Close this search box.

Insurance Company Fails To Observe Divorce, Pays Twice

Print Article

MAY 4, 1998 VOLUME 5, NUMBER 44

Arizonans Frank Dobert and Jacqueline Dobert-Koerner were married when Mr. Dobert took out a $250,000 life insurance policy and named Ms. Koerner as his beneficiary. Three years later, the couple divorced.

In the divorce decree, Mr. Dobert was awarded the life insurance policy, and he was free to change the beneficiary. He never got around to doing anything about the policy. Two months after the divorce was final, Mr. Dobert was killed. Ms. Koerner was charged in the killing.

Nonetheless, Ms. Koerner made an application for payment of the life insurance proceeds, noting that she was still named as beneficiary. Despite being advised by the lawyer for Mr. Dobert’s brother that they should not make any distribution, the Equitable Life Assurance Society paid Ms. Koerner $250,000.

In a later proceeding, Ms. Koerner argued that she intended to transfer the life insurance proceeds into a trust for the benefit of the couple’s minor son, Scott Dobert. As it turned out, however, she had already spent over $150,000 of the proceeds.

A private fiduciary was appointed to handle Mr. Dobert’s estate, and brought an action against both Ms. Koerner and Equitable to try to recover the money for the estate (and, ultimately, for Scott Dobert). The life insurance company, for its part, argued that it had paid out the policy proceeds to the named beneficiary, and should not be held responsible for what happened afterwards.

Arizona law contains two provisions which might have affected Mr. Dobert’s life insurance contract. One section provides that a killer should not benefit from his or her own wrongful actions, and invalidates any life insurance contract (or, for that matter, any right to inherit or receive any benefit from the death of the victim) to the extent that it is payable to the killer. That section, however, might not prevent the Equitable from paying out the proceeds to Ms. Koerner, since she had not been adjudged to be the killer of Mr. Dobert at the time of the payout.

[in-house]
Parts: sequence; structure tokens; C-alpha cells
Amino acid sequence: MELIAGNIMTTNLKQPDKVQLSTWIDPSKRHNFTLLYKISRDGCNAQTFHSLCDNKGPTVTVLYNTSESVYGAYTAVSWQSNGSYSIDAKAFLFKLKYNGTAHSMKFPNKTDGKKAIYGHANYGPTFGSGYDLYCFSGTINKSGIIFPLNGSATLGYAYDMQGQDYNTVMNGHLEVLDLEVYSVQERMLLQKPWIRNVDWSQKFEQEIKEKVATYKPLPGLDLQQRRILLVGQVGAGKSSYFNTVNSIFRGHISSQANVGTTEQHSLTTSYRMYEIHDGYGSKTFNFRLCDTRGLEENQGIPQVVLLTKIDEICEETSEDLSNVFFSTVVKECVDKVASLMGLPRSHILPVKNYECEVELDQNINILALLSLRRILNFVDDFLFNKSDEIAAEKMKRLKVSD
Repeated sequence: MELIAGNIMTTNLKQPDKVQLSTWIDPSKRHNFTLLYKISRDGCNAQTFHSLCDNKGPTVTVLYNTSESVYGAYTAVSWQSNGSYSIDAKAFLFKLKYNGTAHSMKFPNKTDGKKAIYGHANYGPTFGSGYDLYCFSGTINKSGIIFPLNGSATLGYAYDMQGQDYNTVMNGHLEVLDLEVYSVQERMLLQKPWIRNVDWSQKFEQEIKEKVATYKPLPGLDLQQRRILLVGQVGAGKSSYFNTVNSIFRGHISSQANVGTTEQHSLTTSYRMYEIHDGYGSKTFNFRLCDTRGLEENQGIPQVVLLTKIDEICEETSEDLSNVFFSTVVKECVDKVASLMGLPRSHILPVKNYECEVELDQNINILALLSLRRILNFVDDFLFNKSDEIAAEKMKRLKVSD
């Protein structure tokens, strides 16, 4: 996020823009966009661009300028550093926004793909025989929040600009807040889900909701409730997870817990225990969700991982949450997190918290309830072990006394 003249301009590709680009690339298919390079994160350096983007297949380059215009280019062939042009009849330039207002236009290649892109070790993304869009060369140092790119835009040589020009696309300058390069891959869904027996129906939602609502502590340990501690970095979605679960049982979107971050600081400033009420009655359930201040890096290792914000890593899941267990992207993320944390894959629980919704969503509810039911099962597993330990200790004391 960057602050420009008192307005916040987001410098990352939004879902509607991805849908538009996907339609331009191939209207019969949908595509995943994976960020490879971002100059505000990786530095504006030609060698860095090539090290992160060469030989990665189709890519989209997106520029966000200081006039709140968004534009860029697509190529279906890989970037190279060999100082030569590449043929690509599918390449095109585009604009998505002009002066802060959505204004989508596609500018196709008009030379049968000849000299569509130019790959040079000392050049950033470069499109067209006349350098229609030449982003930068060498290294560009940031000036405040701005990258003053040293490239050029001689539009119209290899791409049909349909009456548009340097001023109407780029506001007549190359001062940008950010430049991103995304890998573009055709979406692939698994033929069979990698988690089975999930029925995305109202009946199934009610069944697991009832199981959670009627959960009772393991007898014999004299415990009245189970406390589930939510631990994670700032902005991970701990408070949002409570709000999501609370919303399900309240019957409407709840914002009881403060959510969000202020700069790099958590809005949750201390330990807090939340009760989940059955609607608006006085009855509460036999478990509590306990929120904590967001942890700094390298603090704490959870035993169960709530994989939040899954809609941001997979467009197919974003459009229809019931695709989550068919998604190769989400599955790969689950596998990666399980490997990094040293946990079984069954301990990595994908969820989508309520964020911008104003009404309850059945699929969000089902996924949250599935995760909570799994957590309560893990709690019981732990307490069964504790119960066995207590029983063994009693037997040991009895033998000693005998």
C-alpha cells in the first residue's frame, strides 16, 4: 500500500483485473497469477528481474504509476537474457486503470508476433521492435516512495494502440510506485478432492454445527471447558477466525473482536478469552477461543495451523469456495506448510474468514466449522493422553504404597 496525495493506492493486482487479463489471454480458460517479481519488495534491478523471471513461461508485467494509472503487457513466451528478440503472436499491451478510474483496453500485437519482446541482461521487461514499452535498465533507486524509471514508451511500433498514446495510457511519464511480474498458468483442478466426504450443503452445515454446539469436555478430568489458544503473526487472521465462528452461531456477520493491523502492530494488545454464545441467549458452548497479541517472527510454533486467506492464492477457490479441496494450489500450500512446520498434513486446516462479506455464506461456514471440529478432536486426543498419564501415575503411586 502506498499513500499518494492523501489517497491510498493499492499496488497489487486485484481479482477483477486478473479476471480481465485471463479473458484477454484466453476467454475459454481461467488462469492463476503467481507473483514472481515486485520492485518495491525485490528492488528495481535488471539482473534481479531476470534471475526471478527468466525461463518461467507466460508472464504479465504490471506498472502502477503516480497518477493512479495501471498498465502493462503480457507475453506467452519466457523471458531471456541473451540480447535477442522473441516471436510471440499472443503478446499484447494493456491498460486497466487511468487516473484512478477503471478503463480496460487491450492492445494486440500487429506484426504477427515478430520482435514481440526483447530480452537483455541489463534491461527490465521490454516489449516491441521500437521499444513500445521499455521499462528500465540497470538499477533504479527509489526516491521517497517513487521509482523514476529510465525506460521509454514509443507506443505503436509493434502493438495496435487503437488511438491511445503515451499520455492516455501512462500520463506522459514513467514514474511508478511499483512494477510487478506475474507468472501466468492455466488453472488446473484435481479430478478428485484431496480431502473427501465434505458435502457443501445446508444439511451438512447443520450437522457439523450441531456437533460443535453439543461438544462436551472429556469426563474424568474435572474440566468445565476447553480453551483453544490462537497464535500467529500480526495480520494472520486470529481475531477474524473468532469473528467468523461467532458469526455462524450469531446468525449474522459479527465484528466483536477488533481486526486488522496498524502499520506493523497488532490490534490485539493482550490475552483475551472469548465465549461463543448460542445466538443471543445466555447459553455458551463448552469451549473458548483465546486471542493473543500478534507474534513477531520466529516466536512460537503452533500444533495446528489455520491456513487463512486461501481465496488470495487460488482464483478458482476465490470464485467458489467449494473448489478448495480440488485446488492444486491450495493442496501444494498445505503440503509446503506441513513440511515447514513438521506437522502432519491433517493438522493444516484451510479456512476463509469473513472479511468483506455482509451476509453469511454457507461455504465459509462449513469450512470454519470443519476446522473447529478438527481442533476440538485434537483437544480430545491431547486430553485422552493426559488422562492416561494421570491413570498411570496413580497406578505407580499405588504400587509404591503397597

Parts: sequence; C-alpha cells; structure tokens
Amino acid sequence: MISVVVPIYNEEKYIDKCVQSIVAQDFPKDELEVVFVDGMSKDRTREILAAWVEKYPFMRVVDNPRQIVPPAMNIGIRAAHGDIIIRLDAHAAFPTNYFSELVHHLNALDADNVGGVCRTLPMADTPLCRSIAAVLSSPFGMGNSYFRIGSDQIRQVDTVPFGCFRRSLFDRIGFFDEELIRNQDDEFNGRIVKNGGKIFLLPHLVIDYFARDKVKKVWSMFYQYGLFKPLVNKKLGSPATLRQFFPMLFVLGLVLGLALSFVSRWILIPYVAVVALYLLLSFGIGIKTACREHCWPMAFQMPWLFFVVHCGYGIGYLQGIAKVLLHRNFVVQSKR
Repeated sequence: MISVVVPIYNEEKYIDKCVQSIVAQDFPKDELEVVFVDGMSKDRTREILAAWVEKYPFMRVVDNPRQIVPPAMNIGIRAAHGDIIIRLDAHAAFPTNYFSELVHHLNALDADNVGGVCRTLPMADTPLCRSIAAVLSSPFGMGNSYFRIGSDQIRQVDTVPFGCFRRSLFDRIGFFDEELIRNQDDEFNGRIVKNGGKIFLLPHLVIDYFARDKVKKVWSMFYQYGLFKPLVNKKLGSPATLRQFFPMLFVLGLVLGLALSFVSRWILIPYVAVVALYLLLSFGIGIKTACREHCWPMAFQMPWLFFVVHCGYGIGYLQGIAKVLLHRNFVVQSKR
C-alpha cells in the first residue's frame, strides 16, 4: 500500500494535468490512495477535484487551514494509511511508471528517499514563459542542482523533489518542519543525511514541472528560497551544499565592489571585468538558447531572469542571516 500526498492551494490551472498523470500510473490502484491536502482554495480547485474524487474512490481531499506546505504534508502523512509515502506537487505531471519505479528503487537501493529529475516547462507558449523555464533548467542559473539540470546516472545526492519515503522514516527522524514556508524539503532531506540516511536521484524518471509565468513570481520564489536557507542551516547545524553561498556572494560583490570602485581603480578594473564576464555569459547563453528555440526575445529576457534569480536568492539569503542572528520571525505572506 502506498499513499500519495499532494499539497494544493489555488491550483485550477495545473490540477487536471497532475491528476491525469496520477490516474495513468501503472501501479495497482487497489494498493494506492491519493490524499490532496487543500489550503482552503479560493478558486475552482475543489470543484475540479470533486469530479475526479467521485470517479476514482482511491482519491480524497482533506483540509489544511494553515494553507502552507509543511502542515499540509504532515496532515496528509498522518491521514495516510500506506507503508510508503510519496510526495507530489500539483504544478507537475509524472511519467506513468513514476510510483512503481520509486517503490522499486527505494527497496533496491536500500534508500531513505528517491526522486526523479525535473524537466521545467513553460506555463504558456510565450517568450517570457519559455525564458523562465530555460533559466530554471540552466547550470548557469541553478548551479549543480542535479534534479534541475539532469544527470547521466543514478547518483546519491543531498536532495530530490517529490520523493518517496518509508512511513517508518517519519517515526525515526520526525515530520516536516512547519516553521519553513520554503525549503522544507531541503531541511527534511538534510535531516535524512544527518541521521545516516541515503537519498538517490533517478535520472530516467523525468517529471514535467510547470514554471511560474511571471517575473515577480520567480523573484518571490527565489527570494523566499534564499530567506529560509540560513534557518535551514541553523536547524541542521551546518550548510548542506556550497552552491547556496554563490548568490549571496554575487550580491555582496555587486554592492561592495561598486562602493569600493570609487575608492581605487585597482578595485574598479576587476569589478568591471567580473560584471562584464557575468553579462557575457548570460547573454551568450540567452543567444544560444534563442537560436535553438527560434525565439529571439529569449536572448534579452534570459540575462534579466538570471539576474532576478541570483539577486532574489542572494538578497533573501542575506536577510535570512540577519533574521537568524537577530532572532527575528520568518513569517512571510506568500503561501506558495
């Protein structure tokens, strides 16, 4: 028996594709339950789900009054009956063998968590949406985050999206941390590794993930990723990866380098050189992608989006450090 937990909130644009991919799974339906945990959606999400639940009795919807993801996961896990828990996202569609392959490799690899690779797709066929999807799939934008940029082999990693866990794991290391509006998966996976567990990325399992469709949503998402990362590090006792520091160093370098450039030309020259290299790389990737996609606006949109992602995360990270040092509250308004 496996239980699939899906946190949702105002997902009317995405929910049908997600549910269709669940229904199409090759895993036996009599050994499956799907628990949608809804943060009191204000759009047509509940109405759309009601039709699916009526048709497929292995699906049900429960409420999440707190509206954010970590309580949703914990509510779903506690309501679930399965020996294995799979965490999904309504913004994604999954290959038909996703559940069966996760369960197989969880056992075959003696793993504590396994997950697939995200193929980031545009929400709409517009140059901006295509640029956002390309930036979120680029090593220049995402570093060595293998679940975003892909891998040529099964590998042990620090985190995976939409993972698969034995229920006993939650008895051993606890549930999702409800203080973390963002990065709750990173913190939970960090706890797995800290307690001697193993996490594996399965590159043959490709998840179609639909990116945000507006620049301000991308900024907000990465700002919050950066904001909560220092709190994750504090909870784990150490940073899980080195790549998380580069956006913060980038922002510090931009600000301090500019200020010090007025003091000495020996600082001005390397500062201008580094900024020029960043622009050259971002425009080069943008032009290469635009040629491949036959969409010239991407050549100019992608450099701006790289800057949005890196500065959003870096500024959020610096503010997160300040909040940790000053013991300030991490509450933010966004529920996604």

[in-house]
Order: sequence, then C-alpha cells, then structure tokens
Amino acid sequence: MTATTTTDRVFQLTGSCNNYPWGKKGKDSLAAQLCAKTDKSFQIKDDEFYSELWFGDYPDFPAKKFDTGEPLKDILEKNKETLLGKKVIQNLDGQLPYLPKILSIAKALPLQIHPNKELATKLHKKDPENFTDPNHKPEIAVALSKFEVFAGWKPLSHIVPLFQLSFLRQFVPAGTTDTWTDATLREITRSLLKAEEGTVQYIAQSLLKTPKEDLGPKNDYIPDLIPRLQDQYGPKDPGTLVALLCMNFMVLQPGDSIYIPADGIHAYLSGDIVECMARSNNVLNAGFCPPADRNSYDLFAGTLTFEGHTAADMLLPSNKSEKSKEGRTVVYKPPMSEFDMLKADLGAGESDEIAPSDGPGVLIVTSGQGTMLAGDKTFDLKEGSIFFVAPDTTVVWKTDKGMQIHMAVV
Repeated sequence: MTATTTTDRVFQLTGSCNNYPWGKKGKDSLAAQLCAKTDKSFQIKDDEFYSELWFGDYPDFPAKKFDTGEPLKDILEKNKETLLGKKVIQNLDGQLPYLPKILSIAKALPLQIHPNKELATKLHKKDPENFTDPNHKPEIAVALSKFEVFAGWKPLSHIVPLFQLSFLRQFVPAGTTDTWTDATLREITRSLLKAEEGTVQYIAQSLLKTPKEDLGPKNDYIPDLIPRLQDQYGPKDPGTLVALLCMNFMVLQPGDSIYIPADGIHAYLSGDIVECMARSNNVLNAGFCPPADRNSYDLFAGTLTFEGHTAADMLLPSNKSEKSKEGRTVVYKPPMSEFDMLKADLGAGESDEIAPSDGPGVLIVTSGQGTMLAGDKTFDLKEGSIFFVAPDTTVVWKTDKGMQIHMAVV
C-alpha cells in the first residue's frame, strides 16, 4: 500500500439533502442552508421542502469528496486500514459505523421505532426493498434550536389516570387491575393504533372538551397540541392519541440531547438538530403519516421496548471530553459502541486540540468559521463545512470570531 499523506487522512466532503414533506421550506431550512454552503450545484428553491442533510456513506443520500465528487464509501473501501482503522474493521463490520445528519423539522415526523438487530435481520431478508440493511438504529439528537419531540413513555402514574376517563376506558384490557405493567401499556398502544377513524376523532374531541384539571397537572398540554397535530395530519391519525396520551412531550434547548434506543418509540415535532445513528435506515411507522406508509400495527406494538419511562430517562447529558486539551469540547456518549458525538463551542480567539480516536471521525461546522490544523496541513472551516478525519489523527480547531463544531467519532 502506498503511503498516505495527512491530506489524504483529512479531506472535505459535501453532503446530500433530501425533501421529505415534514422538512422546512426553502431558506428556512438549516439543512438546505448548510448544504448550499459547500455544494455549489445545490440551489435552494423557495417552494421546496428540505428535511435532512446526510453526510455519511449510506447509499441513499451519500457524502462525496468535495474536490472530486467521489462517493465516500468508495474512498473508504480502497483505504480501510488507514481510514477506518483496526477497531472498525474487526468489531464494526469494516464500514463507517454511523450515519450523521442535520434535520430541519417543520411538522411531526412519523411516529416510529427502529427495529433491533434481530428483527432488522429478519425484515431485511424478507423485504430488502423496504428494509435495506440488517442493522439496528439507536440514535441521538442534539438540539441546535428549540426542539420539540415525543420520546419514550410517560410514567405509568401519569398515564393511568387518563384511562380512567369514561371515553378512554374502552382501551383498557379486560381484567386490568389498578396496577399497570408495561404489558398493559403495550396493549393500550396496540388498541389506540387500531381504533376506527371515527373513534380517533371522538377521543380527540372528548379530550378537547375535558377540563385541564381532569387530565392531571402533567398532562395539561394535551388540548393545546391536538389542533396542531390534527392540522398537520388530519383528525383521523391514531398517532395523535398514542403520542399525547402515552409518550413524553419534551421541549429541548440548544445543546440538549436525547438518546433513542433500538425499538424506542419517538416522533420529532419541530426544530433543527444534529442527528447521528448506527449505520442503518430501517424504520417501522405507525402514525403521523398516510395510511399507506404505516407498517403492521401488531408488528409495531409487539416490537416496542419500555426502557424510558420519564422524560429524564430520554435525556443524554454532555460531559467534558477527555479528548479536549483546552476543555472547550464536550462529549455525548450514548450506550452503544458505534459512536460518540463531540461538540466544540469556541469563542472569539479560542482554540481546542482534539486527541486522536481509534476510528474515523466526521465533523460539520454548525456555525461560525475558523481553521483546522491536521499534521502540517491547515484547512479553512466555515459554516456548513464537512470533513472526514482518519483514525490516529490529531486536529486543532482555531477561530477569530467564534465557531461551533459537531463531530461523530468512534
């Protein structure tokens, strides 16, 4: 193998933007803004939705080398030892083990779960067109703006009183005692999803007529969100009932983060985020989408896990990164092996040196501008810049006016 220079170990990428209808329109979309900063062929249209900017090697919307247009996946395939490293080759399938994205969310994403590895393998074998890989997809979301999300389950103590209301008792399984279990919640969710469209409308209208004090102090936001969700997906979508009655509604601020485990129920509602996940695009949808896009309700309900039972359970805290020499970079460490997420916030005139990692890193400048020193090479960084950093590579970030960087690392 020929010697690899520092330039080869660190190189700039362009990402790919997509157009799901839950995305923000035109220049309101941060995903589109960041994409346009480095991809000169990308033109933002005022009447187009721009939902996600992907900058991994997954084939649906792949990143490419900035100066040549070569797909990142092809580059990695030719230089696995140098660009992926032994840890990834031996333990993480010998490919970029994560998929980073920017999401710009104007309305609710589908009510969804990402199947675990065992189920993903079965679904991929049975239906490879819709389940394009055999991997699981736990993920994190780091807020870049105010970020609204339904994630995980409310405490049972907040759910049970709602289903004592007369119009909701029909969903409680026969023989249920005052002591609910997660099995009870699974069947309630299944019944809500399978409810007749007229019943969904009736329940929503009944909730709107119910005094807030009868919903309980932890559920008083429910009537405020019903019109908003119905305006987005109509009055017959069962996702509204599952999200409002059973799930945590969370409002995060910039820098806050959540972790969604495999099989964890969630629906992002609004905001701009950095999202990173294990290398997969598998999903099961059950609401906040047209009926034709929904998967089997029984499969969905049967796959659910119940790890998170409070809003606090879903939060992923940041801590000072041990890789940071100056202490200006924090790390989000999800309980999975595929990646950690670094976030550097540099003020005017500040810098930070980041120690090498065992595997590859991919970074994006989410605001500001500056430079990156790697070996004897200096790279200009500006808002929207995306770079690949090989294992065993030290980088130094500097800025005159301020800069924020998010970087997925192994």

Another section of Arizona law provides that a divorce automatically invalidates each spouse’s will, insurance beneficiary designation, “payable on death” title or other provision which would transfer property to the other spouse on death. In other words, Mr. Dobert’s insurance beneficiary designation would be automatically invalidated once the divorce was final. The problem with this law, however, is that it is relatively new. In fact, it was first adopted by the Arizona legislature in 1994, after Mr. Dobert took out his Equitable policy but before the divorce was final. The Equitable argued that the legislature could not change the relationship of the parties after they had already entered into a life insurance contract.

The judge presiding over Mr. Dobert’s probate disagreed, and ordered the Equitable to make a payment sufficient to restore the missing insurance money. On appeal, the Arizona Court of Appeals agreed. The appellate judges noted that the law was effective before Mr. Dobert’s death, and that Ms. Koerner had no standing to challenge the effective date of the law. Then they ruled that, though Equitable had standing to challenge the law, the insurance company was not injured by the provisions, and could not object to the effect of the change in statutes.

The court also pointed out that before Equitable made any payment it had received a letter from a lawyer representing Mr. Dobert’s mother telling the insurance company that the couple had been divorced, and insisting that the insurance proceeds not be paid. Although the lawyer did not cite the statute in his letter, and did not respond to Equitable’s request for more information, the letter should have put Equitable on notice that it should investigate before distributing policy proceeds.Dobert v. Dobert-Koerner, March 5, 1998.